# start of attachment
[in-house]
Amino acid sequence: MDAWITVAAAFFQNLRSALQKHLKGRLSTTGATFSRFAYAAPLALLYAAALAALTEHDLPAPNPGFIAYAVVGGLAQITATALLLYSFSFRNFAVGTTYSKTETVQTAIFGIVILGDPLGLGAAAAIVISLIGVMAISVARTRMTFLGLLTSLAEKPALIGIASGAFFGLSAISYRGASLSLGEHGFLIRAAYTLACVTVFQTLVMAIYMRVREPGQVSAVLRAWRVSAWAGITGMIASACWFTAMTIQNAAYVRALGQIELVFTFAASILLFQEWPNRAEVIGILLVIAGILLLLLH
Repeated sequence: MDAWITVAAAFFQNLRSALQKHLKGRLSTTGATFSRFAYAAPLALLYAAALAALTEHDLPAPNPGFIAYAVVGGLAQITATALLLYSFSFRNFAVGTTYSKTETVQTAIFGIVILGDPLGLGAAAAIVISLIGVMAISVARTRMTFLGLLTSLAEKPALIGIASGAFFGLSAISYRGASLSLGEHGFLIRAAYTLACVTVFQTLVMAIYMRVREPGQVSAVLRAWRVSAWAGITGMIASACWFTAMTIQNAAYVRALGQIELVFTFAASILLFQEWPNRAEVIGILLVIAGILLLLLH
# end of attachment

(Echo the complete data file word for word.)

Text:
[in-house]
Amino acid sequence: MDAWITVAAAFFQNLRSALQKHLKGRLSTTGATFSRFAYAAPLALLYAAALAALTEHDLPAPNPGFIAYAVVGGLAQITATALLLYSFSFRNFAVGTTYSKTETVQTAIFGIVILGDPLGLGAAAAIVISLIGVMAISVARTRMTFLGLLTSLAEKPALIGIASGAFFGLSAISYRGASLSLGEHGFLIRAAYTLACVTVFQTLVMAIYMRVREPGQVSAVLRAWRVSAWAGITGMIASACWFTAMTIQNAAYVRALGQIELVFTFAASILLFQEWPNRAEVIGILLVIAGILLLLLH
Repeated sequence: MDAWITVAAAFFQNLRSALQKHLKGRLSTTGATFSRFAYAAPLALLYAAALAALTEHDLPAPNPGFIAYAVVGGLAQITATALLLYSFSFRNFAVGTTYSKTETVQTAIFGIVILGDPLGLGAAAAIVISLIGVMAISVARTRMTFLGLLTSLAEKPALIGIASGAFFGLSAISYRGASLSLGEHGFLIRAAYTLACVTVFQTLVMAIYMRVREPGQVSAVLRAWRVSAWAGITGMIASACWFTAMTIQNAAYVRALGQIELVFTFAASILLFQEWPNRAEVIGILLVIAGILLLLLH